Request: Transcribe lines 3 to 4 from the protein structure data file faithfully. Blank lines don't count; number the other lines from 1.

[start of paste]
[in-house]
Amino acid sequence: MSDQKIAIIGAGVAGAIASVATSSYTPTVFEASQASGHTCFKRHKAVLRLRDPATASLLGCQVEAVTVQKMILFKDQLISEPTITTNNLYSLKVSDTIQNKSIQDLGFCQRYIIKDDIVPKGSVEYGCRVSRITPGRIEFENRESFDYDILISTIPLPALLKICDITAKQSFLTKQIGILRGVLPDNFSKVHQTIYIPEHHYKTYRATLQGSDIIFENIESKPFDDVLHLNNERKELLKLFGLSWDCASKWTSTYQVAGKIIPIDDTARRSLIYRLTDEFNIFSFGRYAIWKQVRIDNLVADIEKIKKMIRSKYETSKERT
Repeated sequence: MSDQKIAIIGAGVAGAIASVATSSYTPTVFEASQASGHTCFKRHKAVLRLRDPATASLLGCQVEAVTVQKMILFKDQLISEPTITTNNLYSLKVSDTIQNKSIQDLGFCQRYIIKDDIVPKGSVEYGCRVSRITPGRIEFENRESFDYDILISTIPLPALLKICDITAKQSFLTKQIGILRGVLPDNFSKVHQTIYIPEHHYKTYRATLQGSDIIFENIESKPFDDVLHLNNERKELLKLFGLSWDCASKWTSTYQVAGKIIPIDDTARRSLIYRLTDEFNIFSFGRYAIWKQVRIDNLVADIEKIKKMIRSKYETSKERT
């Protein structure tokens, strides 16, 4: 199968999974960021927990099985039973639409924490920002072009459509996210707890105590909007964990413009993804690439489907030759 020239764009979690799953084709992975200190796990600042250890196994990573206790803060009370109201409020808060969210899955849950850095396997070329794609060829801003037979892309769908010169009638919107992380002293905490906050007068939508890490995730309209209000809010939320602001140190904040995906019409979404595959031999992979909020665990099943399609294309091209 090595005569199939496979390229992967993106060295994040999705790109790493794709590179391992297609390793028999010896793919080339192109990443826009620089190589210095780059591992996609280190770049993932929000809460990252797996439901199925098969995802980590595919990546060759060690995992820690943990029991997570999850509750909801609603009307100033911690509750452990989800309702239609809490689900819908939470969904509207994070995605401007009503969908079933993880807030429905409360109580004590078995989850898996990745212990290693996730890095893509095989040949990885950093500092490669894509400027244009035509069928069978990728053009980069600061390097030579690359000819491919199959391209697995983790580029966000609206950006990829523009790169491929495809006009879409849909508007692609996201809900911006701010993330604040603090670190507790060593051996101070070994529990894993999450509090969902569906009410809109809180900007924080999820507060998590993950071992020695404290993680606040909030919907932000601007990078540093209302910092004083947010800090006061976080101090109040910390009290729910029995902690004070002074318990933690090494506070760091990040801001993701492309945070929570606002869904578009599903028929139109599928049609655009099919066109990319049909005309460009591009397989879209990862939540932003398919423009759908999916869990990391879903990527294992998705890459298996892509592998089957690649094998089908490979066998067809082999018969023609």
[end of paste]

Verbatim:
Repeated sequence: MSDQKIAIIGAGVAGAIASVATSSYTPTVFEASQASGHTCFKRHKAVLRLRDPATASLLGCQVEAVTVQKMILFKDQLISEPTITTNNLYSLKVSDTIQNKSIQDLGFCQRYIIKDDIVPKGSVEYGCRVSRITPGRIEFENRESFDYDILISTIPLPALLKICDITAKQSFLTKQIGILRGVLPDNFSKVHQTIYIPEHHYKTYRATLQGSDIIFENIESKPFDDVLHLNNERKELLKLFGLSWDCASKWTSTYQVAGKIIPIDDTARRSLIYRLTDEFNIFSFGRYAIWKQVRIDNLVADIEKIKKMIRSKYETSKERT
């Protein structure tokens, strides 16, 4: 199968999974960021927990099985039973639409924490920002072009459509996210707890105590909007964990413009993804690439489907030759 020239764009979690799953084709992975200190796990600042250890196994990573206790803060009370109201409020808060969210899955849950850095396997070329794609060829801003037979892309769908010169009638919107992380002293905490906050007068939508890490995730309209209000809010939320602001140190904040995906019409979404595959031999992979909020665990099943399609294309091209 090595005569199939496979390229992967993106060295994040999705790109790493794709590179391992297609390793028999010896793919080339192109990443826009620089190589210095780059591992996609280190770049993932929000809460990252797996439901199925098969995802980590595919990546060759060690995992820690943990029991997570999850509750909801609603009307100033911690509750452990989800309702239609809490689900819908939470969904509207994070995605401007009503969908079933993880807030429905409360109580004590078995989850898996990745212990290693996730890095893509095989040949990885950093500092490669894509400027244009035509069928069978990728053009980069600061390097030579690359000819491919199959391209697995983790580029966000609206950006990829523009790169491929495809006009879409849909508007692609996201809900911006701010993330604040603090670190507790060593051996101070070994529990894993999450509090969902569906009410809109809180900007924080999820507060998590993950071992020695404290993680606040909030919907932000601007990078540093209302910092004083947010800090006061976080101090109040910390009290729910029995902690004070002074318990933690090494506070760091990040801001993701492309945070929570606002869904578009599903028929139109599928049609655009099919066109990319049909005309460009591009397989879209990862939540932003398919423009759908999916869990990391879903990527294992998705890459298996892509592998089957690649094998089908490979066998067809082999018969023609």